Two weeks ago, Dallas hosted nearly 300 people from across the country, all working to increase college attainment rates as part of Lumina Foundation’s efforts to reach 60% college attainment by 2025. Dallas is one of 75 communities receiving targeted financial and technical assistance to help develop and implement region-specific approaches to reaching local postsecondary goals under the Foundation’s Community Partnership for Attainment. The conference featured community voices from multiple sectors- including Workforce Boards, 2- and 4-year colleges, and regional chambers- coming together to discuss their efforts to reach their local goals. We had a range of sessions, including:
- Building major college access campaigns to help seniors take the necessary steps to enroll in postsecondary education
- Building Pathways to Strong Sub-baccalaureate Credentials that propel students to completion in well-paying jobs requiring credentials such as certificates and Associate’s degrees, including middle-skill STEM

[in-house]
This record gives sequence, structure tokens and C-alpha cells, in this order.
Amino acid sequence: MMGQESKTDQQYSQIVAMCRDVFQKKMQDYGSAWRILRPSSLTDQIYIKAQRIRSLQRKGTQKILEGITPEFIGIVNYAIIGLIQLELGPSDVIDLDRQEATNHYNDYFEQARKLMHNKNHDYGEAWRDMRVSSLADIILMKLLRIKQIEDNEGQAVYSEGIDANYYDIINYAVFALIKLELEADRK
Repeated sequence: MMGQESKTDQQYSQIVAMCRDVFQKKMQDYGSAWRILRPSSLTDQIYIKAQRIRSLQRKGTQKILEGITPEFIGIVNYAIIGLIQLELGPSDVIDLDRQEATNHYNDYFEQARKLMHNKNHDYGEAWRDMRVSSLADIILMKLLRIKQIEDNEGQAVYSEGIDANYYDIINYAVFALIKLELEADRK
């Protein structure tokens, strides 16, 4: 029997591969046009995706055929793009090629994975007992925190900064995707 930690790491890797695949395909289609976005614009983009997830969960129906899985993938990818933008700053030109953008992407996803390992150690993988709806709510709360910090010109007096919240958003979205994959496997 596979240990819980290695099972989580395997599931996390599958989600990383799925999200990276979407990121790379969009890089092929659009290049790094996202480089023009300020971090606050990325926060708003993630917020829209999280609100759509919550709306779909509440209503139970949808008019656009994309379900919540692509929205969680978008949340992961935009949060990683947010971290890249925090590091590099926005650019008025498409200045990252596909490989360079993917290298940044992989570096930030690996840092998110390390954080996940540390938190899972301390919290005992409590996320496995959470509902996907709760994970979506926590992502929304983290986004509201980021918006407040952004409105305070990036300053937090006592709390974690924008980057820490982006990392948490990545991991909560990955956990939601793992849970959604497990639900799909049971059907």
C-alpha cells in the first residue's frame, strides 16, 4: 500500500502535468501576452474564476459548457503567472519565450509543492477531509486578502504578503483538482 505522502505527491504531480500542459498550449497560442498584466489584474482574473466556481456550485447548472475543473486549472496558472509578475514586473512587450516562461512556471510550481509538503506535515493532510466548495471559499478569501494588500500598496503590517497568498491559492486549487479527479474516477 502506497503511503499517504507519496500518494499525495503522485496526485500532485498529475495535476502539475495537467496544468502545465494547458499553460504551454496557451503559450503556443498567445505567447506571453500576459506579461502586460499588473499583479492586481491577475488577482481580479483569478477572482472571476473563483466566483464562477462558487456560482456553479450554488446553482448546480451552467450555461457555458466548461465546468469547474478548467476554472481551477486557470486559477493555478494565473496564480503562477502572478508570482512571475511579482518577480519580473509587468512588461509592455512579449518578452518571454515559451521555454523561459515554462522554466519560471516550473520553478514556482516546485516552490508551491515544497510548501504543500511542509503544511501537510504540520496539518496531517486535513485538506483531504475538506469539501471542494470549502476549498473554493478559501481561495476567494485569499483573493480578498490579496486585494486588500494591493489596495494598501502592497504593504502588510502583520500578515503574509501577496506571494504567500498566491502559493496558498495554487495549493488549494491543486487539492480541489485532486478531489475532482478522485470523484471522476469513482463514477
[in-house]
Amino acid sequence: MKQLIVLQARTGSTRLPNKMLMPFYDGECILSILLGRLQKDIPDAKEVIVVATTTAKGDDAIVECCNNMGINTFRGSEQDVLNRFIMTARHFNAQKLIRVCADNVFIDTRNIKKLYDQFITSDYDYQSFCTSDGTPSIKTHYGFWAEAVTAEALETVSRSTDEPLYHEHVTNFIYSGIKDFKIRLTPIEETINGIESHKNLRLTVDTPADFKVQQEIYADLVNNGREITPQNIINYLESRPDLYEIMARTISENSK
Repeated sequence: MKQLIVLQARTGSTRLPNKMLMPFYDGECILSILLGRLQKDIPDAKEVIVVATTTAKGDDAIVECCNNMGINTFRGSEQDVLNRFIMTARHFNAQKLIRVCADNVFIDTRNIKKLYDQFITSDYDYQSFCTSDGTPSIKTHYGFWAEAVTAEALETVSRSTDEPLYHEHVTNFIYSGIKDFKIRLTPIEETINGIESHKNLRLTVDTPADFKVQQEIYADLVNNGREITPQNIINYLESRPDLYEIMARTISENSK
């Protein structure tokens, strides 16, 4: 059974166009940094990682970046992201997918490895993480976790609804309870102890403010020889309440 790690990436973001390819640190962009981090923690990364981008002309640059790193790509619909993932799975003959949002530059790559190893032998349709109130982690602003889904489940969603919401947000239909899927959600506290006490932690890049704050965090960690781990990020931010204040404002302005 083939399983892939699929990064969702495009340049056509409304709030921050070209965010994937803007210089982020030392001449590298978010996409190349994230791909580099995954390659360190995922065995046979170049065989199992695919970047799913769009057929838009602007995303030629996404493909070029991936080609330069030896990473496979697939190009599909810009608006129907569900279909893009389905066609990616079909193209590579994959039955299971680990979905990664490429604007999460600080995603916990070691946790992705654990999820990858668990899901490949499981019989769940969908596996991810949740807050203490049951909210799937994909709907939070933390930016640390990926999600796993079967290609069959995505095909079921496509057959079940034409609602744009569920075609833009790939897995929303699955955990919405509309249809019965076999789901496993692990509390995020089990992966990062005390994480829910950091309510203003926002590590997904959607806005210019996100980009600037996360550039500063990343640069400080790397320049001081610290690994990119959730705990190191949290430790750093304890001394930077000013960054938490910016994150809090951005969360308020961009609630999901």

- Mobilizing a Community Partnership Approach to Serve Veterans using systemic strategies for serving veteran students in CPA communities across the country
- Shaping a Culture of Success for Males of Color: The Student African American Brotherhood has created collaborative efforts to increase retention, persistence, and character development among African-American and Latino males. For the complete convening agenda and session presentations, please visit: http://www.luminafoundation.org/strategy-2-community-partnerships